Compared to consumers in 32 other countries, Americans are among the least motivated to use digital media for self-expression, even using online media typically associated with self-expression (such as blogging) more out of a desire for entertainment, says new research by Mindshare. Americans also rank comparatively low in “transaction” motivation, which measures e-commerce and other online transaction-based activities.
The study arrived at these conclusions via a survey of 33,000 respondents across the 33 countries, segmenting the motivation of online consumers into 4 areas: self-expression; entertainment; information gathering; and transacting. The researchers also created an “infrastructure score” for each country through an examination of internet availability and average speeds. Mapping and cross-referencing those scores resulted in an overall motivation score, which was judged to be either above or below “normal’ based on the infrastructure quality.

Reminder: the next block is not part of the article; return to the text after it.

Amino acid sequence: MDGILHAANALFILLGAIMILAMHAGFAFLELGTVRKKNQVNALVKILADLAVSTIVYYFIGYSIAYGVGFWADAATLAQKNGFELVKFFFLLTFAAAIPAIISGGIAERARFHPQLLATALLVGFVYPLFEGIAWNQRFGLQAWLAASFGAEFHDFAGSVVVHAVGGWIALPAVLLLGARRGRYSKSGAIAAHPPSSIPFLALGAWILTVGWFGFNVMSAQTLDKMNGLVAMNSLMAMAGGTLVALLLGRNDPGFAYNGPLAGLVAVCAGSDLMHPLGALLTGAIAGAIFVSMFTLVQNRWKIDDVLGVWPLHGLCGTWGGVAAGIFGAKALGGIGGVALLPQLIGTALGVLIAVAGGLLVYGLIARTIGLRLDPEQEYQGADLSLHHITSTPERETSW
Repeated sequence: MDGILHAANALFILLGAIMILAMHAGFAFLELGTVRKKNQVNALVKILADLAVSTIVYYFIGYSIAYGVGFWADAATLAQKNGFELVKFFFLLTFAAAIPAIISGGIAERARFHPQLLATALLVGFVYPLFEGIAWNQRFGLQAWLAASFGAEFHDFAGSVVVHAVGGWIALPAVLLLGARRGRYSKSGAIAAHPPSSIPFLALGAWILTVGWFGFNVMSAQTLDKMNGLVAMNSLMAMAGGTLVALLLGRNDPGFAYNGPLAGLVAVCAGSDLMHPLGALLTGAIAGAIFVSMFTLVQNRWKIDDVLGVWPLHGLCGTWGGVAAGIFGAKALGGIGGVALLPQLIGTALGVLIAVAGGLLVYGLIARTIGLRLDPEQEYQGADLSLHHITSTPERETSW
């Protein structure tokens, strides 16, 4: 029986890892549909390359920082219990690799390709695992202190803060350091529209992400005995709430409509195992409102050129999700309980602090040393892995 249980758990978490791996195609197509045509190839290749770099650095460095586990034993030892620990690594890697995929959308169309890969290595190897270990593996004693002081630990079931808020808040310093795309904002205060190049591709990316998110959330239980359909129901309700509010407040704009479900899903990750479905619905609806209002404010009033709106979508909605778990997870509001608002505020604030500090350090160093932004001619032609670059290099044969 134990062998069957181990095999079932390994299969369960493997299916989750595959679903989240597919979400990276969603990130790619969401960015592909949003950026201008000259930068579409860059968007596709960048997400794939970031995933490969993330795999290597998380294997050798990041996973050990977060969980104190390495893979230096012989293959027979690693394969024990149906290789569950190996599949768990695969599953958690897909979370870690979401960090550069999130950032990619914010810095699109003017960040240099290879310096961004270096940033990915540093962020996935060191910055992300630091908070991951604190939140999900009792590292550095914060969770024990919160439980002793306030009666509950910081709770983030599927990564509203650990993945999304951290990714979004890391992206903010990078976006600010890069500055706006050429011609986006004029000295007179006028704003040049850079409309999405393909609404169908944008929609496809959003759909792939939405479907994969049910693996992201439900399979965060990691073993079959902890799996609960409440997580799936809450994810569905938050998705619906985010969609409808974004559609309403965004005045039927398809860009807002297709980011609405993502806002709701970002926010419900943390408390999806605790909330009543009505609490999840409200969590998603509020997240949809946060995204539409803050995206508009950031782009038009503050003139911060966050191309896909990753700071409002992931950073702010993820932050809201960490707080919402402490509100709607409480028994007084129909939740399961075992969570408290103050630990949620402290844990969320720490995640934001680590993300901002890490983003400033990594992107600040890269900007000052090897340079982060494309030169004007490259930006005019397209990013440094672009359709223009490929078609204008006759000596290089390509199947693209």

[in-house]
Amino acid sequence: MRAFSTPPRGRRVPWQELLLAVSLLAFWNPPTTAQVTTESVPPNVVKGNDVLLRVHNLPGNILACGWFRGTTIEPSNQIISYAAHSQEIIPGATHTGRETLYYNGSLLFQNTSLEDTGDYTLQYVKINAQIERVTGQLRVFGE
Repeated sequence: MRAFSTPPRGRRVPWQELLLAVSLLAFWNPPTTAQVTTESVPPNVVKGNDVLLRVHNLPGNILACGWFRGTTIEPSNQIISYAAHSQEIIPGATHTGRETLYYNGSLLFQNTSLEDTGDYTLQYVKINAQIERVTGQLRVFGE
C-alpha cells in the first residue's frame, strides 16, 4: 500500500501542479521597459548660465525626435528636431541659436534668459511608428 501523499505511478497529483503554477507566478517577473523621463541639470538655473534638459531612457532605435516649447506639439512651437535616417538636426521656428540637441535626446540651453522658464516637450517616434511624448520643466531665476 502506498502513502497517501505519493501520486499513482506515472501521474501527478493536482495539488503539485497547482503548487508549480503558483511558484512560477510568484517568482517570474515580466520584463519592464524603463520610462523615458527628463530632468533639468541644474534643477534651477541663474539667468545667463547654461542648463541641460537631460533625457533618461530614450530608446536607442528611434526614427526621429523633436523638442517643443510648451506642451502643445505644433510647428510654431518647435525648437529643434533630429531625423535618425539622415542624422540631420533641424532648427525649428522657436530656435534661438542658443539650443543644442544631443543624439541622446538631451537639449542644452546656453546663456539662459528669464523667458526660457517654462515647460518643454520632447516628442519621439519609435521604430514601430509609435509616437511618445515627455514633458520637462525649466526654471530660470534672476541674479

The US’ rankings in terms of digital motivations closely resembled Australia’s across each of the 4 factors, suggesting that the two countries share similar digital cultures. By contrast, respondents in the UK were comparatively less motivated by information seeking, and much more so by transacting. (A study last year forecast e-commerce sales to account for 23% of total UK retail sales in 2016, compared to 7% in the US.)
The US, UK and Australia were all below “normal” in their use of digital communications across the 4 motivation areas when compared to their digital infrastructure quality.